Law Journal Newsletters

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Feature Article

EMPLOYMENT LAW STRATEGIST

Immigration Status

By Theodore (Ted) Ruthizer and Mark D. Koestler

To provide clarity to employers as to permissible questions that may be posed to prospective employees, the authors list the most common questions that corporate clients ask — and provide recommendations. Read More...

Other Features

ACCOUNTING and FINANCIAL PLANNING for LAW FIRMS

Valuation of a Law Firm and a Law Practice

By James D. Cotterman

Lawyers leaving a law practice have an economic interest in monetizing their career-long investment in building a client portfolio and a referral network. How each lawyer has accomplished this depends on his or her particular practice, market and style. But while the means may vary, the results are the same — access to clients who have legal needs. And this is the value the acquirers wish to capture. Read More...

ENTERTAINMENT LAW & FINANCE

Suing Led Zeppelin
Can a Copyright Infringement Plaintiff Rewrite Rock and Roll History?

By Christopher P. Bussert and James A. Trigg

This article examines the allegations of Spirit that Led Zeppelin copied the introductory descending guitar figure in "Stairway to Heaven" from its 1968 instrumental, explains why the suit is not stale despite being brought 42 years after the release of "Stairway," and discusses the challenges that the plaintiff must overcome if he is to prevail in the litigation. Read More...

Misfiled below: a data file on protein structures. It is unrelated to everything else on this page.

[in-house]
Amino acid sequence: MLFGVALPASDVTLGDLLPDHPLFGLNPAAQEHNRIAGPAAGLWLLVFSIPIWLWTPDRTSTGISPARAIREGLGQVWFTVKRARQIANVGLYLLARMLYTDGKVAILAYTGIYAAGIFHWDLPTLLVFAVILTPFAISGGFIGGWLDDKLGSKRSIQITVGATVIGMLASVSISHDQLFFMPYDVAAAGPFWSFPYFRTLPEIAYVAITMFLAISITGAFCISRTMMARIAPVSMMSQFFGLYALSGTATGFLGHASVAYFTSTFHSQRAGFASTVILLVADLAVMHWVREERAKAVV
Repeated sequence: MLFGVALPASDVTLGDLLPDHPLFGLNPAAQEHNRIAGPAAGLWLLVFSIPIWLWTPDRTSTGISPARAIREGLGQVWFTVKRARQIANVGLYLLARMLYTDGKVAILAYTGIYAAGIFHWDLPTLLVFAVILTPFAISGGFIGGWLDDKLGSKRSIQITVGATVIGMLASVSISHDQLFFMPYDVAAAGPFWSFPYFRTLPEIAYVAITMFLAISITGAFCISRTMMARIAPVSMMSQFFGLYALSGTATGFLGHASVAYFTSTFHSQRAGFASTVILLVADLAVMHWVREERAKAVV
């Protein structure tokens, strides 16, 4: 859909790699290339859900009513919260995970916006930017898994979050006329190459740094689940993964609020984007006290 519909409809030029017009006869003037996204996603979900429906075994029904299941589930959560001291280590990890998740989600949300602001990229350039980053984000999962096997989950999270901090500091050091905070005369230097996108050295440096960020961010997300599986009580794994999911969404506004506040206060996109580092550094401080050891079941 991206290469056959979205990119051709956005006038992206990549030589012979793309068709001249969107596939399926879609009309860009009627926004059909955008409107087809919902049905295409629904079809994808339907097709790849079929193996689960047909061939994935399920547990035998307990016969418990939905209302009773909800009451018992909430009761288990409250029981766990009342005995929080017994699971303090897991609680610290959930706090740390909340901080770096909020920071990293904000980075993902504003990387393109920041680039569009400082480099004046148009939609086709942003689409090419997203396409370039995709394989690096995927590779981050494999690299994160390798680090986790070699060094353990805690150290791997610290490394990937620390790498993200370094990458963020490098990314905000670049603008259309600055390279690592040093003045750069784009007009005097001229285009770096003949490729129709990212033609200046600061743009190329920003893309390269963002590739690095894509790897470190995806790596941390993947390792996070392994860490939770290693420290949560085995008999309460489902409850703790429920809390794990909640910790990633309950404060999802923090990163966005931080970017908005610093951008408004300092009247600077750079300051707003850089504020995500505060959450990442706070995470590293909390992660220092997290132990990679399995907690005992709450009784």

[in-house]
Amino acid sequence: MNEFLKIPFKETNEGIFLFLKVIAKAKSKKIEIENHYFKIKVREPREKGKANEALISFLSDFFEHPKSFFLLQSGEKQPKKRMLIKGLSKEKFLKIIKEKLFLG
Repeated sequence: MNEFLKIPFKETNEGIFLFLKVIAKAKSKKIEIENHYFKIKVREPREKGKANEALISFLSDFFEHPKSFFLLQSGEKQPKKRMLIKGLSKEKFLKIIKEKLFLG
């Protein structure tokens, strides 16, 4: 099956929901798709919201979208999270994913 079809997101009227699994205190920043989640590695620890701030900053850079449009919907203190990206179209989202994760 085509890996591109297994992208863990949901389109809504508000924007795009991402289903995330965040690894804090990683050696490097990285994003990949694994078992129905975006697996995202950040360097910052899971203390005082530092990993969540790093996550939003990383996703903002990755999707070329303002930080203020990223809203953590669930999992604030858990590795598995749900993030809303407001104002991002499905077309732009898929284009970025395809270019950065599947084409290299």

INTERNET LAW & STRATEGY

Aereo: The Uncertain Limits of What the Supreme Court Decided

By Mitchell Zimmerman

On June 25, 2014, a 6-3 majority of the U.S. Supreme Court held that Aereo's streaming service — which allowed customers to view over-the-air TV broadcasts via the Internet — violated the broadcasters' public performance right under the Copyright Act. Applying what the dissent derided as "an improvised standard ('looks-like-cable-TV')," the majority held that Aereo infringed copyrights owned by the television networks. Read More...

From Our Blogs

MOST POPULAR ARTICLES

ENTERTAINMENT LAW & FINANCE

Suing Led Zeppelin
Can a Copyright Infringement Plaintiff Rewrite Rock and Roll History?

This article examines the allegations of Spirit that Led Zeppelin copied the introductory descending guitar figure in "Stairway to Heaven" from its 1968 instrumental, explains why the suit is not stale despite being brought 42 years after the release of "Stairway," and discusses the challenges that the plaintiff must overcome if he is to prevail in the litigation.

INTERNET LAW & STRATEGY

Aereo: The Uncertain Limits of What the Supreme Court Decided

On June 25, 2014, a 6-3 majority of the U.S. Supreme Court held that Aereo's streaming service — which allowed customers to view over-the-air TV broadcasts via the Internet — violated the broadcasters' public performance right under the Copyright Act. Applying what the dissent derided as "an improvised standard ('looks-like-cable-TV')," the majority held that Aereo infringed copyrights owned by the television networks.

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